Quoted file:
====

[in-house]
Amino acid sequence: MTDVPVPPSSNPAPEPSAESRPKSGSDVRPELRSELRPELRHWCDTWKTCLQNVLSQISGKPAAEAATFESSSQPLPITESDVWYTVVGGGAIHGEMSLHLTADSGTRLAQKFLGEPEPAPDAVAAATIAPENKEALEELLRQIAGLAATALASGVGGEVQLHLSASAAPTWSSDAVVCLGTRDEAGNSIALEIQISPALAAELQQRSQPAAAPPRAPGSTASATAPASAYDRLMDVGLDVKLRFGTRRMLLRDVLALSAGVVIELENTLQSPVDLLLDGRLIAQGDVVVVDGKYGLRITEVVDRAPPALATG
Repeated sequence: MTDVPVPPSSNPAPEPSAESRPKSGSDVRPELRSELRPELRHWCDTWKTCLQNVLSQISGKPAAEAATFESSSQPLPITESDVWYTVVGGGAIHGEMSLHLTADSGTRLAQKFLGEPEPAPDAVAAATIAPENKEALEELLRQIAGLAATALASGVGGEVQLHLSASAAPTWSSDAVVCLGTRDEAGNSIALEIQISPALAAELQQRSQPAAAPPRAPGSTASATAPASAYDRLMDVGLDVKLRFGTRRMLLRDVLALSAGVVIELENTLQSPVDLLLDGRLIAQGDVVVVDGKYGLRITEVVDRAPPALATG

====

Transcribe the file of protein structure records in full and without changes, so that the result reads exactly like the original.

[in-house]
Amino acid sequence: MTDVPVPPSSNPAPEPSAESRPKSGSDVRPELRSELRPELRHWCDTWKTCLQNVLSQISGKPAAEAATFESSSQPLPITESDVWYTVVGGGAIHGEMSLHLTADSGTRLAQKFLGEPEPAPDAVAAATIAPENKEALEELLRQIAGLAATALASGVGGEVQLHLSASAAPTWSSDAVVCLGTRDEAGNSIALEIQISPALAAELQQRSQPAAAPPRAPGSTASATAPASAYDRLMDVGLDVKLRFGTRRMLLRDVLALSAGVVIELENTLQSPVDLLLDGRLIAQGDVVVVDGKYGLRITEVVDRAPPALATG
Repeated sequence: MTDVPVPPSSNPAPEPSAESRPKSGSDVRPELRSELRPELRHWCDTWKTCLQNVLSQISGKPAAEAATFESSSQPLPITESDVWYTVVGGGAIHGEMSLHLTADSGTRLAQKFLGEPEPAPDAVAAATIAPENKEALEELLRQIAGLAATALASGVGGEVQLHLSASAAPTWSSDAVVCLGTRDEAGNSIALEIQISPALAAELQQRSQPAAAPPRAPGSTASATAPASAYDRLMDVGLDVKLRFGTRRMLLRDVLALSAGVVIELENTLQSPVDLLLDGRLIAQGDVVVVDGKYGLRITEVVDRAPPALATG